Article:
A short history of heists



The independent student newspaper for the University of Cambridge

A short history of heists

Olga Kacprzak – March 25, 2018

Olga Kacprzak looks into infamous cases of art theft over the years

Leonardo da Vinci’s Mona LisaWIKIPEDIA

1. A noble thief

One of the most notorious art theft cases dates back to 1911 when Leonardo da Vinci’s Mona Lisa was stolen by Vincenzo Peruggia, an Italian worker hired by the Louvre. Peruggia was hired to install protective glass cases for some of the works in the museum, including the Mona Lisa. Peruggia was later arrested when he tried to sell the painting in Italy. He claimed it was an act of patriotism and his actions were motivated by the desire to return the artwork to its homeland. Hailed a hero in Italy, Perugia, while found guilty, served only a few months in jail.

2. The woman in gold

Klimt’s Woman in GoldWIKIPEDIA

Many of the recent art theft cases concern heirs who claim restitution of works looted or misappropriated during the Nazi period. In one of such cases, Maria Altmann sought to recover paintings by Gustav Klimt looted from her family by the Nazis in Austria. The paintings she sought to get back included a portrait of her aunt Adele Bloch-Bauer, often called The Woman in Gold. The portrait was taken by the Nazis when Altmann’s family fled their estate during World War II. The eventual heir of the artwork, Maria Altmann, fought a decade-long legal battle with the Austrian government to reclaim it. Finally, in 2006, the Austrian government was ordered to return the artwork to Altmann. The painting is now displayed at the Neue Galerie in New York.

3. No happy endings

Picasso’s The Actor

While the courts are generally sympathetic towards the families whose artworks were misappropriated by the Nazis, not all cases end with their success. In a recent ruling, a US court dismissed a lawsuit seeking to order the Metropolitan Museum of Art to return The Actor by Pablo Picasso, which a German Jewish businessman was allegedly forced to sell at a low price to fund his escape from the fascist regime of Benito Mussolini, an ally of Hitler. The heir of the businessman claimed that her family has never lost the title to the artwork because the sale was forced. Still, the court ruled that the claimant could not show that the painting was sold under “duress”, which would justify its return.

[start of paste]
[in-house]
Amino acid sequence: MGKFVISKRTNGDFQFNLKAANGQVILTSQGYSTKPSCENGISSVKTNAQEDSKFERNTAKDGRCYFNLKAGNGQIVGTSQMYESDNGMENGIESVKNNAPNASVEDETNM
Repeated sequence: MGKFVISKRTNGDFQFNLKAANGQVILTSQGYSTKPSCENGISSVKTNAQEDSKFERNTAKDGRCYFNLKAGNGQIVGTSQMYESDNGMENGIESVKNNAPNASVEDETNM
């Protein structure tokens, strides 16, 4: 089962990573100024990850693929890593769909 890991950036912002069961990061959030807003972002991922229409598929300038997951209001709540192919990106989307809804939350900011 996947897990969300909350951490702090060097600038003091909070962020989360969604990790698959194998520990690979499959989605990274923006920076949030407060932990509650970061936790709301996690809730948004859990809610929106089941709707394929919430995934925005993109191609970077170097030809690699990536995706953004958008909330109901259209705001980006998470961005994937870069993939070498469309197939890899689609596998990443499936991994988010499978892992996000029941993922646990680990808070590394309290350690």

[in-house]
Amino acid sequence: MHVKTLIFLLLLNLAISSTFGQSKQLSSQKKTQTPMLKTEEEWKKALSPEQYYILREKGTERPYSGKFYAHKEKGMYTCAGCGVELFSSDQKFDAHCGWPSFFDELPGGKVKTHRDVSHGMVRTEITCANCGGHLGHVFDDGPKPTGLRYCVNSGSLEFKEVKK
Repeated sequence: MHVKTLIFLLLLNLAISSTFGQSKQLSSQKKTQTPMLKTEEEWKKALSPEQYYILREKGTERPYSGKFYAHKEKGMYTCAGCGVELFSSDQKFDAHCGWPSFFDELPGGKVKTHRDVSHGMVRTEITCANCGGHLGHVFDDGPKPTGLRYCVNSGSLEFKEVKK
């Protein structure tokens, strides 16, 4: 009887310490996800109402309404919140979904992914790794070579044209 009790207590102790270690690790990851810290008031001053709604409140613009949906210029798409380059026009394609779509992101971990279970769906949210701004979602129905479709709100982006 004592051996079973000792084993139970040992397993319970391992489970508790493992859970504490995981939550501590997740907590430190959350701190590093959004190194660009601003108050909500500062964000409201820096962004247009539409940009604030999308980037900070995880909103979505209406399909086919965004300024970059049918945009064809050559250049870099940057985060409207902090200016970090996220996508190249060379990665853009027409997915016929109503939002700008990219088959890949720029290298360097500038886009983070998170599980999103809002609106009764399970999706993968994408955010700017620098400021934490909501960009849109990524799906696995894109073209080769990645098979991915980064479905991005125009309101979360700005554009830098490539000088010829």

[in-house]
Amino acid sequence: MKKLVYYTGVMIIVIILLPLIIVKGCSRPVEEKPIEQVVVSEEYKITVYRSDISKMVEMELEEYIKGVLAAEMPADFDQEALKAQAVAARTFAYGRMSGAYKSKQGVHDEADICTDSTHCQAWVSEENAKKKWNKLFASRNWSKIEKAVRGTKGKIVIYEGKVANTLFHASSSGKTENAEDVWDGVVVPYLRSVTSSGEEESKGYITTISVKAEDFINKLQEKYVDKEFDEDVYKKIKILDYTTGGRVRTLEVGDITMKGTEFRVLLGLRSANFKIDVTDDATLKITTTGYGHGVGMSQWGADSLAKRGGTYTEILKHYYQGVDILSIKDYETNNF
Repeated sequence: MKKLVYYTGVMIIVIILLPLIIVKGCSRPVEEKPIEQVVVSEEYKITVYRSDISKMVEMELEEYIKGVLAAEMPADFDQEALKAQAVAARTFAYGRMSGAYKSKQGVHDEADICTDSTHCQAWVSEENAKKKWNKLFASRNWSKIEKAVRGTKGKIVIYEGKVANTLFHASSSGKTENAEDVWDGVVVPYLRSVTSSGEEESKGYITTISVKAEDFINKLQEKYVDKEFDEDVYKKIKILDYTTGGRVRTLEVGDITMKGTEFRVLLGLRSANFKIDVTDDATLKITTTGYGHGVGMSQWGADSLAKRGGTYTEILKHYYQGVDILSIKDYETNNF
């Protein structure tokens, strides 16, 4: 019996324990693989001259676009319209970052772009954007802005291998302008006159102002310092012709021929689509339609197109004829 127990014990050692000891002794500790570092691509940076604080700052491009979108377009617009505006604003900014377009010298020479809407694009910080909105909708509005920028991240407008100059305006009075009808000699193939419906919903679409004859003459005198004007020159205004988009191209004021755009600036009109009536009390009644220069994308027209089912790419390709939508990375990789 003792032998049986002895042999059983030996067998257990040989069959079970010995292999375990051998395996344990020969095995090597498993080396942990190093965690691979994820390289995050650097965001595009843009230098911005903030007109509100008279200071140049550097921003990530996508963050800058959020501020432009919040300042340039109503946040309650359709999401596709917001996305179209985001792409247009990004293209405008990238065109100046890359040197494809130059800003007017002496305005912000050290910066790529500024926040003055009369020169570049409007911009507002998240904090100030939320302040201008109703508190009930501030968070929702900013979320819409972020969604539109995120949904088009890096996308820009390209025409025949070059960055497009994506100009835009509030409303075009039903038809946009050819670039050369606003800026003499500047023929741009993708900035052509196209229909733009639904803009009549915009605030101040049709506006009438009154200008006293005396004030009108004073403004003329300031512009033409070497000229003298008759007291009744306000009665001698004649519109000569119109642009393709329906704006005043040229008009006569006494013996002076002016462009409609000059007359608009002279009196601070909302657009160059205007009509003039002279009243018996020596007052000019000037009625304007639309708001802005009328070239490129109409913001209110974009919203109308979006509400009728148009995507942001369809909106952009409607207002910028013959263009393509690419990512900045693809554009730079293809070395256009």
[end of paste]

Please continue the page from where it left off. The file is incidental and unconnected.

4. A scream piercing the art world


One of the most shocking and emotive art crimes of the last decades is the heist at the Munch Museum in Oslo. In 2004, masked gunmen entered the museum during opening hours and stole the most valuable paintings in its collection – The Scream and Madonna by Edvard Munch. The gunmen threatened security guards before taking the paintings and escaping into an awaiting getaway vehicle. The paintings, recovered after two years, were damaged by the negligent robbers, which raised questions as to the underlying motive behind the heist. According to one theory, the paintings were snatched simply to divert police resources from another crime that happened earlier that year, namely an armed robbery which left a police officer dead.

5. A real-life Ocean’s 12


Last year, a burglar known as Spiderman has been convicted after one of the most audacious art heists to date. Vjeran Tomic gained his nickname by climbing into Parisian apartments and museums to steal valuable objects and artworks. Still, it appeared that the modern day Arsène Lupin did not need any of his skills to steal five paintings worth collectively over €100m from the Musée d’Art Moderne in Paris. Tomic broke into the museum with apparent ease, taking advantage of failures in the security system. He initially intended to steal only a Fernand Léger painting titled Still Life with Candlestick but decided to take four more works, including a piece by Picasso and another one by Matisse, as he was able to wander around the museum unnoticed

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